orders the furniture.

Is there any reason that wiring guys can't work with the furniture
guys to run and terminate WHILE they are putting the modules together?
 
--
Bob Simon
remove x from domain for private replies


Re: Wiring Modular Furniture

>On Tue, 31 Aug 2004 05:17:17 GMT,
>info_at_cabling-design_dot_com@foo.com (Dmitri(Cabling-Design.com))
>wrote:
>
>>
>>Bob Simon wrote:
>>> Thanks to all of you for the tips.  I'll see if I can get two days
>>> after the furniture is delivered and before the customer moves in so
>>> we can run cable through the furniture, terminate it, and mount the
>>> jacks and plates for 30 cubes x 3 drops each.  I'm not sure two guys
>>> could finish all this in a single day.
>>
>>I'd say two guys are definitely not going to finish it up in one day.
>>There will always be logistics problems, panels of the furniture missing
>>or last minute layout changes and so on and so forth. Besides, you may get
>>some bad luck and have to deal with completely enclosed furniture that may
>>have to be literally fished through as oppose to other (newer?) models
>>where you can remove a panel and fly through. Depending on the setbacks
>>you may encounter even two day/two guys may be pushing it.
>
>The customer agreed to give us two days after the furniture is set up
>before moving in.  There are some unsettled issues, including whether
>my company or the furniture guys will terminate voice and data cable
>in the cubes.  (Either way it won't affect the price of the job.)  In
>any case, he agreed to order the proprietary hardware at the time he
>orders the furniture.
>
>Is there any reason that wiring guys can't work with the furniture
>guys to run and terminate WHILE they are putting the modules together?

O.K.  I'll play confused.  Leviton makes 2 types of furniture modules
that are pretty universal.  You order the color and type and number of
ports, connect the jacks and snap them into the ports.  Your data
cables are pretty much cut to fit the opening.

When you come out of the wall to the panels, you have a handful of
cables tagged and unterminated.  Then you thread them through the
bottom plates to the openigs.  Am I missing something?

Carl Navarro


>



Re: Wiring Modular Furniture
wrote:

>
>>On Tue, 31 Aug 2004 05:17:17 GMT,
>>info_at_cabling-design_dot_com@foo.com (Dmitri(Cabling-Design.com))
>>wrote:
>>
>>>
>>>Bob Simon wrote:
>>>> Thanks to all of you for the tips.  I'll see if I can get two days
>>>> after the furniture is delivered and before the customer moves in so
>>>> we can run cable through the furniture, terminate it, and mount the
>>>> jacks and plates for 30 cubes x 3 drops each.  I'm not sure two guys
>>>> could finish all this in a single day.
>>>
>>>I'd say two guys are definitely not going to finish it up in one day.
>>>There will always be logistics problems, panels of the furniture missing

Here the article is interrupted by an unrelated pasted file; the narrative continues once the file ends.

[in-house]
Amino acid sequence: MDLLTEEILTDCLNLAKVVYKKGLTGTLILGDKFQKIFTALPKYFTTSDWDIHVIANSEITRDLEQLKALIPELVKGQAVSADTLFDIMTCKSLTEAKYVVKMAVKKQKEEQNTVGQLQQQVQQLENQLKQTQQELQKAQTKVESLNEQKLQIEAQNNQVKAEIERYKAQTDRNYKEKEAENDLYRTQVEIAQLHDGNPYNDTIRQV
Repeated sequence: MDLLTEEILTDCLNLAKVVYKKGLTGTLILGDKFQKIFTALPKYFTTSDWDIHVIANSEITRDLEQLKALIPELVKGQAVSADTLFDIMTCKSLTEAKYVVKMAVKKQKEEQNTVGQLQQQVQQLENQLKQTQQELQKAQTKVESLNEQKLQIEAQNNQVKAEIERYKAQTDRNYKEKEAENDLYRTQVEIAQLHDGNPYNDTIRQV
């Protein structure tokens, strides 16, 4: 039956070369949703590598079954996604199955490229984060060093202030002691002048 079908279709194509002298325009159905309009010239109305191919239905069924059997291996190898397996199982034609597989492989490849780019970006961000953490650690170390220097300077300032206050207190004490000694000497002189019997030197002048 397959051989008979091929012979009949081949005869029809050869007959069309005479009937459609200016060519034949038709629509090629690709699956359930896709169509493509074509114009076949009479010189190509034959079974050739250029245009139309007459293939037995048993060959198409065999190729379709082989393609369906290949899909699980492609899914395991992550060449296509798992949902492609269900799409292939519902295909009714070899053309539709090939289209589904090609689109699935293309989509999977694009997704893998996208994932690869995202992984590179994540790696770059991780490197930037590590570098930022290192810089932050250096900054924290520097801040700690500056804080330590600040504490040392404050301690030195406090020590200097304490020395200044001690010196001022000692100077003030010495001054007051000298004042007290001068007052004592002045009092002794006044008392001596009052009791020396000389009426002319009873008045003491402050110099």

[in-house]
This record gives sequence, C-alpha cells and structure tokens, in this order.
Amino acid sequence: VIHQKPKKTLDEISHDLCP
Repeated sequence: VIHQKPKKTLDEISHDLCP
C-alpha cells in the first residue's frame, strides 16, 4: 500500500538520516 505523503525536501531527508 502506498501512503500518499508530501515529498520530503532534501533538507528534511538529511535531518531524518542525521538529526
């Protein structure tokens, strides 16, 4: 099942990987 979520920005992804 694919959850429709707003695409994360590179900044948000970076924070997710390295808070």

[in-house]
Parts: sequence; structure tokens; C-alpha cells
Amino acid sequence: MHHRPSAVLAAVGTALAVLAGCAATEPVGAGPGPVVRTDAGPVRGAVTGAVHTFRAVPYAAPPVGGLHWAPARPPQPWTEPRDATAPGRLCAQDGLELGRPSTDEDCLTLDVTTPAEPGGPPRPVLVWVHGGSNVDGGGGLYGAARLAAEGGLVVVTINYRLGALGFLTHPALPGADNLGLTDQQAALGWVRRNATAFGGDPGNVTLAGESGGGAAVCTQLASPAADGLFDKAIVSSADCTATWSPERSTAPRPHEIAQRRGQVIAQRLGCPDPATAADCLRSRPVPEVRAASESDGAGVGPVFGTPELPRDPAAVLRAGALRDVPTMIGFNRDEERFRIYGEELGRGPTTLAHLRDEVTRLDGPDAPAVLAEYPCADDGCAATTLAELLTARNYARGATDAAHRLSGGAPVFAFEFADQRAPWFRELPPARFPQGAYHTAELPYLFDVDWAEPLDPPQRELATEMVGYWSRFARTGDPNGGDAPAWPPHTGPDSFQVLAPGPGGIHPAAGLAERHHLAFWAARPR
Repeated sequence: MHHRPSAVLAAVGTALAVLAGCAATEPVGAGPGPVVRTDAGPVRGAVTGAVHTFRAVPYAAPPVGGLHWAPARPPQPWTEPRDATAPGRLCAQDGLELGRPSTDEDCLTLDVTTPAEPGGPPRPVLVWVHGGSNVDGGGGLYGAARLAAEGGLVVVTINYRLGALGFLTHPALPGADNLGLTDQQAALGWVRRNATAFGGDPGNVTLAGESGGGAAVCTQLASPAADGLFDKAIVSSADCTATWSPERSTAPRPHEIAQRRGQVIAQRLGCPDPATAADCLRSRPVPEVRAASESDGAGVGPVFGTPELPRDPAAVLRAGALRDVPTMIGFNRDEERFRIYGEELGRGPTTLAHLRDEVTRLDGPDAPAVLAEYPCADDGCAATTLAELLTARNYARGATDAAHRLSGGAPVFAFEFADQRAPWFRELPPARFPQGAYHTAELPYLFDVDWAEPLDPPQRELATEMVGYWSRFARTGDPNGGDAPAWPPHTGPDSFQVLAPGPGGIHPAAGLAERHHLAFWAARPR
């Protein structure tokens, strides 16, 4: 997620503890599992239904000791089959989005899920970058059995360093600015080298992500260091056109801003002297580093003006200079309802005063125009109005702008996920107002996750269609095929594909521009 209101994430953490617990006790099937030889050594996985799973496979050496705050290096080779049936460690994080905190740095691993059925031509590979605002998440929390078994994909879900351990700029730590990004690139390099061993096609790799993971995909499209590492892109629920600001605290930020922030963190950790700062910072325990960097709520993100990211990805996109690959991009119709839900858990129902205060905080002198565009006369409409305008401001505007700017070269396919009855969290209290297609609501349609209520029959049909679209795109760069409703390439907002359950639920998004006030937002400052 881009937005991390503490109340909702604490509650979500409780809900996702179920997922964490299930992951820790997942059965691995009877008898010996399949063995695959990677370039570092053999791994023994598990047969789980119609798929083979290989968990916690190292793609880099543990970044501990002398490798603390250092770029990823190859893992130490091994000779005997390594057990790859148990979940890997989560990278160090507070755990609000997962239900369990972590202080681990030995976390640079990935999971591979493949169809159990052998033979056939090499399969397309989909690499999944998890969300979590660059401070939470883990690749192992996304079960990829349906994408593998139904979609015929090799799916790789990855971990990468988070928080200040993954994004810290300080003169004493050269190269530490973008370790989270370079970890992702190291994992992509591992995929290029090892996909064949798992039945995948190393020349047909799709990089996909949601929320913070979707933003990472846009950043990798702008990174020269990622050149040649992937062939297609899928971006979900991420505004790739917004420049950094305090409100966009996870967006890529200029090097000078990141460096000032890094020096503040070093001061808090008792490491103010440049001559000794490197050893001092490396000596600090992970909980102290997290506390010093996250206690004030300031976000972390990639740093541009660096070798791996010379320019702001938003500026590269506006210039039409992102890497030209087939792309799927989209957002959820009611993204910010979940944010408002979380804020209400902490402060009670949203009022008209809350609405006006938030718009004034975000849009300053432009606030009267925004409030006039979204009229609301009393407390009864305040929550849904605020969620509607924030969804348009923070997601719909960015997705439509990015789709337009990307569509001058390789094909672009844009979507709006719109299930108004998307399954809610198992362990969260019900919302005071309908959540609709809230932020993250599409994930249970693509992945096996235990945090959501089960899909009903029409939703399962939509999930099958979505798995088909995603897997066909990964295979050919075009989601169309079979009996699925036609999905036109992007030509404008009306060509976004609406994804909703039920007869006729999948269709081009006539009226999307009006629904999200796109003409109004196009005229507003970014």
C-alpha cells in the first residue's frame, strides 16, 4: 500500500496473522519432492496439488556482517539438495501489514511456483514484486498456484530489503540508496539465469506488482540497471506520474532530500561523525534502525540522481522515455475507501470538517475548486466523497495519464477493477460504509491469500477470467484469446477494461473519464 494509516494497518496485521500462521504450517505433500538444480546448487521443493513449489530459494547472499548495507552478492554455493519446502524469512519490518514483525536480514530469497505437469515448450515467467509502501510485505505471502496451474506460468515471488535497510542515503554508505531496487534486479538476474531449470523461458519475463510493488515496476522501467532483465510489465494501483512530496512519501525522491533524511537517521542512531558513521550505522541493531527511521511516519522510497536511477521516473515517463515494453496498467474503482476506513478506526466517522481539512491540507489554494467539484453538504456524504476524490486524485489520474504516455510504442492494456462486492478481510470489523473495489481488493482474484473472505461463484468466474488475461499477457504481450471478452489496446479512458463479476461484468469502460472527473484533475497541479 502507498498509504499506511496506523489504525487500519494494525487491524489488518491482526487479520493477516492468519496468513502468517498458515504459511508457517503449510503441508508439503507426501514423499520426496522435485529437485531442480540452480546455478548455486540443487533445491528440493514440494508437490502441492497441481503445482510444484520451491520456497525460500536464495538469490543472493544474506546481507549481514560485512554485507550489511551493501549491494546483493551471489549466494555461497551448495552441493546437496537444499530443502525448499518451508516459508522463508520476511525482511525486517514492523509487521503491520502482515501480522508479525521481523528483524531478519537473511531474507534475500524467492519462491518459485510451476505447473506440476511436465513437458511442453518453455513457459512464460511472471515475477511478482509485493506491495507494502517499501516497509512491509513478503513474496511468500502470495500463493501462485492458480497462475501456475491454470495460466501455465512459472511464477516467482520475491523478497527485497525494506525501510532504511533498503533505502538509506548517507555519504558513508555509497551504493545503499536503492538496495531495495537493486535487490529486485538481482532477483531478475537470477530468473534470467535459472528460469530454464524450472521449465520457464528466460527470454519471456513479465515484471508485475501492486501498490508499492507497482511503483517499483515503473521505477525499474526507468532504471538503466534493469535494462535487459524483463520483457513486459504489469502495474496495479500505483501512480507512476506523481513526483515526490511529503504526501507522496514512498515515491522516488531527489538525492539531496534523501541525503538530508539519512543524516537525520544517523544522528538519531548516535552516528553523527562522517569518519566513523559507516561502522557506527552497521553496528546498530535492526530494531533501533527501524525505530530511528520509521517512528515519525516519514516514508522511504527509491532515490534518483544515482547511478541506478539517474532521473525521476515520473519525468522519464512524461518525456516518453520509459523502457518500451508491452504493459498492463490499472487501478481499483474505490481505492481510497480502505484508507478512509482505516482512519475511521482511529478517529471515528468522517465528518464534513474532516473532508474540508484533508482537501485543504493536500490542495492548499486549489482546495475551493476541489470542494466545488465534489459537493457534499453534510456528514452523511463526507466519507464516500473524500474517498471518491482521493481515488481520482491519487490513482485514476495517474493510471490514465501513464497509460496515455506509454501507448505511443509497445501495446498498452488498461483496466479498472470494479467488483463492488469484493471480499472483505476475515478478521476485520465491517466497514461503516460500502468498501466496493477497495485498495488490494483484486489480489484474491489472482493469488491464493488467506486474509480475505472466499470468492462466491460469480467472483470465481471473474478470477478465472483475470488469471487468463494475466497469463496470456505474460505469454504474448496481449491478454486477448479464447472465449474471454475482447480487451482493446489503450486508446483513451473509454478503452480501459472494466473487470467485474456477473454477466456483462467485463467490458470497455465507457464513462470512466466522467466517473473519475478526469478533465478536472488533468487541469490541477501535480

>>>or last minute layout changes and so on and so forth. Besides, you may get
>>>some bad luck and have to deal with completely enclosed furniture that may
>>>have to be literally fished through as oppose to other (newer?) models
>>>where you can remove a panel and fly through. Depending on the setbacks
>>>you may encounter even two day/two guys may be pushing it.
>>
>>The customer agreed to give us two days after the furniture is set up
>>before moving in.  There are some unsettled issues, including whether
>>my company or the furniture guys will terminate voice and data cable
>>in the cubes.  (Either way it won't affect the price of the job.)  In
>>any case, he agreed to order the proprietary hardware at the time he
>>orders the furniture.
>>
>>Is there any reason that wiring guys can't work with the furniture
>>guys to run and terminate WHILE they are putting the modules together?
>
>O.K.  I'll play confused.  Leviton makes 2 types of furniture modules
>that are pretty universal.  You order the color and type and number of
>ports, connect the jacks and snap them into the ports.  Your data
>cables are pretty much cut to fit the opening.
>
>When you come out of the wall to the panels, you have a handful of
>cables tagged and unterminated.  Then you thread them through the
>bottom plates to the openigs.  Am I missing something?
>
>Carl Navarro

Carl, Thanks for the reply.  Perhaps I'm the one that's confused.  If
they install the north wall of a series of cubes city directly on top
of the floor mounted box, how can I pull cable from that box?  After
they bolt a bunch of cubes together I know I can lift that wall or
even move it.
>
>
>>

 
--
Bob Simon
remove x from domain for private replies


Re: Wiring Modular Furniture
>wrote:
>
>>
>>>On Tue, 31 Aug 2004 05:17:17 GMT,
>>>info_at_cabling-design_dot_com@foo.com (Dmitri(Cabling-Design.com))
>>>wrote:
>>>
>>>>
>>>>Bob Simon wrote:
>>>>> Thanks to all of you for the tips.  I'll see if I can get two days
>>>>> after the furniture is delivered and before the customer moves in so
>>>>> we can run cable through the furniture, terminate it, and mount the
>>>>> jacks and plates for 30 cubes x 3 drops each.  I'm not sure two guys
>>>>> could finish all this in a single day.
>>>>
>>>>I'd say two guys are definitely not going to finish it up in one day.
>>>>There will always be logistics problems, panels of the furniture missing
>>>>or last minute layout changes and so on and so forth. Besides, you may get
>>>>some bad luck and have to deal with completely enclosed furniture that may
>>>>have to be literally fished through as oppose to other (newer?) models
>>>>where you can remove a panel and fly through. Depending on the setbacks
>>>>you may encounter even two day/two guys may be pushing it.
>>>
>>>The customer agreed to give us two days after the furniture is set up
>>>before moving in.  There are some unsettled issues, including whether